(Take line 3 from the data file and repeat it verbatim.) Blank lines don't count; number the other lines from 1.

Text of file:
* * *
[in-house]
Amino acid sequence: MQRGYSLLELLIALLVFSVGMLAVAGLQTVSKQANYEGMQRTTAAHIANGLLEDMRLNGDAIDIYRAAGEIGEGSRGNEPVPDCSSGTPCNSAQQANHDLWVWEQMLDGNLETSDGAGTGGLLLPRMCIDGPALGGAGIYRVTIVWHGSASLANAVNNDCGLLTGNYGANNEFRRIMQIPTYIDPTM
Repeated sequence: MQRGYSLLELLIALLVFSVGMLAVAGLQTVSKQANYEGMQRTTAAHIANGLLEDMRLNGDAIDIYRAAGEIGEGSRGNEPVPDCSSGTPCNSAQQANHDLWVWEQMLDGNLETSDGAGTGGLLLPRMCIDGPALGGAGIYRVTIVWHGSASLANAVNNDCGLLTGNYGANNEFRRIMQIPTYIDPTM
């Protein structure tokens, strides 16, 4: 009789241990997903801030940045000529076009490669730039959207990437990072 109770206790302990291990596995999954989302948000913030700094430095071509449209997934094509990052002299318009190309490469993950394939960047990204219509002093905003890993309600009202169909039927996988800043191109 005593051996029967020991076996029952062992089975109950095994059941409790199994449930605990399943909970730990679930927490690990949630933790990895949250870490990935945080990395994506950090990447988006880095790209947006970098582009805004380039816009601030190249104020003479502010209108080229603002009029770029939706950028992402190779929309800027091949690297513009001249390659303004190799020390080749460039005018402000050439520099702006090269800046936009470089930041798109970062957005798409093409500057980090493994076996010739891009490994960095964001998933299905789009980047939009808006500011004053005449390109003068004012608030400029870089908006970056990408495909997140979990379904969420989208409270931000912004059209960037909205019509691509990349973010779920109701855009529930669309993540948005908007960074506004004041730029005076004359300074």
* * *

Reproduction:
Repeated sequence: MQRGYSLLELLIALLVFSVGMLAVAGLQTVSKQANYEGMQRTTAAHIANGLLEDMRLNGDAIDIYRAAGEIGEGSRGNEPVPDCSSGTPCNSAQQANHDLWVWEQMLDGNLETSDGAGTGGLLLPRMCIDGPALGGAGIYRVTIVWHGSASLANAVNNDCGLLTGNYGANNEFRRIMQIPTYIDPTM